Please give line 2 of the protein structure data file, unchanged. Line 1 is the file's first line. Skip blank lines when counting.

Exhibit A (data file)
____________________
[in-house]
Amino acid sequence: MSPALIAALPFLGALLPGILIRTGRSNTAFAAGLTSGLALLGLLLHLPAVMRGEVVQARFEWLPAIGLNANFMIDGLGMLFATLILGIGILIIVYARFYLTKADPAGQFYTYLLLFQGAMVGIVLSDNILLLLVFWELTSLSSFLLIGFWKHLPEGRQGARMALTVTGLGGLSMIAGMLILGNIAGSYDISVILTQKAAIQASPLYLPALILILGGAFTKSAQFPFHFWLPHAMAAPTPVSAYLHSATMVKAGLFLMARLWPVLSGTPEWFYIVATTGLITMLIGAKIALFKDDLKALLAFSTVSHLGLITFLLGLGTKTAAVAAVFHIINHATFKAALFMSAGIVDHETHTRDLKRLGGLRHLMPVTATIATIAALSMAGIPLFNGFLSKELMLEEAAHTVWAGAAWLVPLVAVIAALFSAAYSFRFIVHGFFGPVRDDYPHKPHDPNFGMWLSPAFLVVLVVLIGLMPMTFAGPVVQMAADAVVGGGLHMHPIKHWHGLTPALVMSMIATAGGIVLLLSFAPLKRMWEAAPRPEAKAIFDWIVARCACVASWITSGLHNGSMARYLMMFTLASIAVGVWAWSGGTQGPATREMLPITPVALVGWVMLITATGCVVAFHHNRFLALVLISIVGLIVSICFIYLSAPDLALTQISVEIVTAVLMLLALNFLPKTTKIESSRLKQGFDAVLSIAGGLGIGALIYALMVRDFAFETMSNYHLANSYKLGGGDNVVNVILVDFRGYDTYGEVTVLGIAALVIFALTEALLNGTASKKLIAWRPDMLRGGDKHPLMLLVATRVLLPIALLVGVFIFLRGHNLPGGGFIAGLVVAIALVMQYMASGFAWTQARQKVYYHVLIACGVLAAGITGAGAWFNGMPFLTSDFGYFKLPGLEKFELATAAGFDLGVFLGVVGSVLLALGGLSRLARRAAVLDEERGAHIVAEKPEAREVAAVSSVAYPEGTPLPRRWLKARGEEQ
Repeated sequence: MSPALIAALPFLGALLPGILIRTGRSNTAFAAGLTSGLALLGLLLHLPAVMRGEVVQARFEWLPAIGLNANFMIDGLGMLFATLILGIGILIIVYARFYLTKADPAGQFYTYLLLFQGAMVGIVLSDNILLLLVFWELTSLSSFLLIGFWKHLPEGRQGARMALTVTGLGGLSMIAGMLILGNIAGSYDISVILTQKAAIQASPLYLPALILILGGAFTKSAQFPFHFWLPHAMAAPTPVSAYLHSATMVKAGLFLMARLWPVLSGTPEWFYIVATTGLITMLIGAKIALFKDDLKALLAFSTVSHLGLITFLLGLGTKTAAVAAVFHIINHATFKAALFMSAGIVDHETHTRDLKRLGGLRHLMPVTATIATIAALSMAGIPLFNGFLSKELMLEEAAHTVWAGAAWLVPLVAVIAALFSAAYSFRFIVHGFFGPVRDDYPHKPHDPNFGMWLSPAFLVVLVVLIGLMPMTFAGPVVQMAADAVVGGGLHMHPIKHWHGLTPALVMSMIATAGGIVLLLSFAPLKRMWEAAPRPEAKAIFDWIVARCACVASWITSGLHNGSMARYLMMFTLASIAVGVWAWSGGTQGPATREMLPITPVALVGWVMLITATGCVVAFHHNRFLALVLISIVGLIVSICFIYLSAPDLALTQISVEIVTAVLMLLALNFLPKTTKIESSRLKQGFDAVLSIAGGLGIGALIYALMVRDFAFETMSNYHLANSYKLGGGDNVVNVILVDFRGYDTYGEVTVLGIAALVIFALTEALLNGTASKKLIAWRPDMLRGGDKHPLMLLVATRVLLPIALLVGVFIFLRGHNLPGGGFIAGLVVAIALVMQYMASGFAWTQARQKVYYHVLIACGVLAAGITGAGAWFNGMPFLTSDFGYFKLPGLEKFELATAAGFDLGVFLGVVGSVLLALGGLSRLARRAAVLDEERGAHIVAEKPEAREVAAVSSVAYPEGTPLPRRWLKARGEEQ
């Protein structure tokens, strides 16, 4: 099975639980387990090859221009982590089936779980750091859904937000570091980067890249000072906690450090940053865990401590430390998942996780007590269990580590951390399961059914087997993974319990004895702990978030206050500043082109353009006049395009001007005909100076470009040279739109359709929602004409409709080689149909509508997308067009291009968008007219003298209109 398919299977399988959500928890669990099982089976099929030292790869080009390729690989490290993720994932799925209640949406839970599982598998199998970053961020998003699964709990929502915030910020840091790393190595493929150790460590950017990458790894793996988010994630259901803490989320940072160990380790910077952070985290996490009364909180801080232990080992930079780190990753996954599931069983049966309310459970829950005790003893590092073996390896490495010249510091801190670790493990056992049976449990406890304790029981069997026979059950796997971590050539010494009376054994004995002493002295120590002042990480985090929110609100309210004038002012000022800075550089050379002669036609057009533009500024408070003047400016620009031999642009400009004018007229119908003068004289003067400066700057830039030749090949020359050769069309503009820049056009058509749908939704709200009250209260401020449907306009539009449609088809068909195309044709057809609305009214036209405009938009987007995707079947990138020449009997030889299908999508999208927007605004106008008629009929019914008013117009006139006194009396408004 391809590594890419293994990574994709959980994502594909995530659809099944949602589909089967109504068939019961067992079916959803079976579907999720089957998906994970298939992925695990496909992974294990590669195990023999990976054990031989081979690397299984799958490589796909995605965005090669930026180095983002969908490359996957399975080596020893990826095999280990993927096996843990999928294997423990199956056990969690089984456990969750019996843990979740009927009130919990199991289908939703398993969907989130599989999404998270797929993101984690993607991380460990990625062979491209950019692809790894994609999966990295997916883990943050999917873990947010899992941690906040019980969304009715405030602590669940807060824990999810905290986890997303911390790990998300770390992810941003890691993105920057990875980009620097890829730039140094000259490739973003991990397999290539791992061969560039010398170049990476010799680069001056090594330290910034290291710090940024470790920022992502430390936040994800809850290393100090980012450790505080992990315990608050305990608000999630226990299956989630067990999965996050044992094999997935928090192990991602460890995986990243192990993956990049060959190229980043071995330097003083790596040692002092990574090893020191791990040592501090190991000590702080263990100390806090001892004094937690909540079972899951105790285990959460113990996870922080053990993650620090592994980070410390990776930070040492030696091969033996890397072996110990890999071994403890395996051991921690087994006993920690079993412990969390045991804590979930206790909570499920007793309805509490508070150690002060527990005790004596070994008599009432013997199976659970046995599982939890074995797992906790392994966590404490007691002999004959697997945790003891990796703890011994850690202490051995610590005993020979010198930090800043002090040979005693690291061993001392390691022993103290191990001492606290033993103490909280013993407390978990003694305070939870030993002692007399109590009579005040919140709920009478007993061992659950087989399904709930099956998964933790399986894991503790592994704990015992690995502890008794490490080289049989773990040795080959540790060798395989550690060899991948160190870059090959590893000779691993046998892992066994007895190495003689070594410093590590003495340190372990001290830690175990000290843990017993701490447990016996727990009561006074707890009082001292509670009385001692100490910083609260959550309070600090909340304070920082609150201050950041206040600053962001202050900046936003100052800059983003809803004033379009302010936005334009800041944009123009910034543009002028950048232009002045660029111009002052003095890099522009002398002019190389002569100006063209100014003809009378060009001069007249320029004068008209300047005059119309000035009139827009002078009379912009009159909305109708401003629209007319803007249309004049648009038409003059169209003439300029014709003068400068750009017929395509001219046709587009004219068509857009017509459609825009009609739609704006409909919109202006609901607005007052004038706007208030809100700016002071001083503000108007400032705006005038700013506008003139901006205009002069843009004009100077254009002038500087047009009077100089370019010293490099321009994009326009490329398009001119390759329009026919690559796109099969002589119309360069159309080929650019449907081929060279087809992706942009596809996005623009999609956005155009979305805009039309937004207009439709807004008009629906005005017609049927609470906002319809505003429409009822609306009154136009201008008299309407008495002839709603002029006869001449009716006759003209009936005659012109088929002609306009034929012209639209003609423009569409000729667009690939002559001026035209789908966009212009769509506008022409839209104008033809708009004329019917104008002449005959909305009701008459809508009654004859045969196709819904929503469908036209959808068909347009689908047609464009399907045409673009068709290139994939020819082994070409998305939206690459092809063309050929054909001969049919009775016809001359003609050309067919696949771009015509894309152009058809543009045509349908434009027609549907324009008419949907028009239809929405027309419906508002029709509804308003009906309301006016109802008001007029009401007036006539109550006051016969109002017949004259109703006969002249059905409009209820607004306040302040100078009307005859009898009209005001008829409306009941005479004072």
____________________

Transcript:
Amino acid sequence: MSPALIAALPFLGALLPGILIRTGRSNTAFAAGLTSGLALLGLLLHLPAVMRGEVVQARFEWLPAIGLNANFMIDGLGMLFATLILGIGILIIVYARFYLTKADPAGQFYTYLLLFQGAMVGIVLSDNILLLLVFWELTSLSSFLLIGFWKHLPEGRQGARMALTVTGLGGLSMIAGMLILGNIAGSYDISVILTQKAAIQASPLYLPALILILGGAFTKSAQFPFHFWLPHAMAAPTPVSAYLHSATMVKAGLFLMARLWPVLSGTPEWFYIVATTGLITMLIGAKIALFKDDLKALLAFSTVSHLGLITFLLGLGTKTAAVAAVFHIINHATFKAALFMSAGIVDHETHTRDLKRLGGLRHLMPVTATIATIAALSMAGIPLFNGFLSKELMLEEAAHTVWAGAAWLVPLVAVIAALFSAAYSFRFIVHGFFGPVRDDYPHKPHDPNFGMWLSPAFLVVLVVLIGLMPMTFAGPVVQMAADAVVGGGLHMHPIKHWHGLTPALVMSMIATAGGIVLLLSFAPLKRMWEAAPRPEAKAIFDWIVARCACVASWITSGLHNGSMARYLMMFTLASIAVGVWAWSGGTQGPATREMLPITPVALVGWVMLITATGCVVAFHHNRFLALVLISIVGLIVSICFIYLSAPDLALTQISVEIVTAVLMLLALNFLPKTTKIESSRLKQGFDAVLSIAGGLGIGALIYALMVRDFAFETMSNYHLANSYKLGGGDNVVNVILVDFRGYDTYGEVTVLGIAALVIFALTEALLNGTASKKLIAWRPDMLRGGDKHPLMLLVATRVLLPIALLVGVFIFLRGHNLPGGGFIAGLVVAIALVMQYMASGFAWTQARQKVYYHVLIACGVLAAGITGAGAWFNGMPFLTSDFGYFKLPGLEKFELATAAGFDLGVFLGVVGSVLLALGGLSRLARRAAVLDEERGAHIVAEKPEAREVAAVSSVAYPEGTPLPRRWLKARGEEQ